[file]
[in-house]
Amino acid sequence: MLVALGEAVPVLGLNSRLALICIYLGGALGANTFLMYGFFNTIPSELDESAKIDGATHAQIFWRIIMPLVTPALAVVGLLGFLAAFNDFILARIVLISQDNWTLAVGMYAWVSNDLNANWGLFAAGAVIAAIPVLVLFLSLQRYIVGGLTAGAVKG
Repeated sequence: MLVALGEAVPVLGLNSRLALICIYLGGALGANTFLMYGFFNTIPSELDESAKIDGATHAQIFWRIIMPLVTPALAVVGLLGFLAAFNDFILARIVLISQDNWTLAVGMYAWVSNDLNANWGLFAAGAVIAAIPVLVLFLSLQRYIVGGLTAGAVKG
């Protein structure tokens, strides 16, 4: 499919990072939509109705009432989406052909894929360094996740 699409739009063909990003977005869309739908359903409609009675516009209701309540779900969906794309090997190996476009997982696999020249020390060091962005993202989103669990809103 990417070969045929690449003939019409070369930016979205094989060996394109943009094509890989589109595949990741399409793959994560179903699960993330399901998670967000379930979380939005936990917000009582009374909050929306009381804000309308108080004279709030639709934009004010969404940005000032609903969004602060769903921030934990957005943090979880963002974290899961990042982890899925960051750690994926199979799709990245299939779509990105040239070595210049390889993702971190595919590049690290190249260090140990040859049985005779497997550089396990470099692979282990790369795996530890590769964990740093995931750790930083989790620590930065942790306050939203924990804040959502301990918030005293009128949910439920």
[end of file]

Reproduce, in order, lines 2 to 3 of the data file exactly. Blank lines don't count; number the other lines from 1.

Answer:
Amino acid sequence: MLVALGEAVPVLGLNSRLALICIYLGGALGANTFLMYGFFNTIPSELDESAKIDGATHAQIFWRIIMPLVTPALAVVGLLGFLAAFNDFILARIVLISQDNWTLAVGMYAWVSNDLNANWGLFAAGAVIAAIPVLVLFLSLQRYIVGGLTAGAVKG
Repeated sequence: MLVALGEAVPVLGLNSRLALICIYLGGALGANTFLMYGFFNTIPSELDESAKIDGATHAQIFWRIIMPLVTPALAVVGLLGFLAAFNDFILARIVLISQDNWTLAVGMYAWVSNDLNANWGLFAAGAVIAAIPVLVLFLSLQRYIVGGLTAGAVKG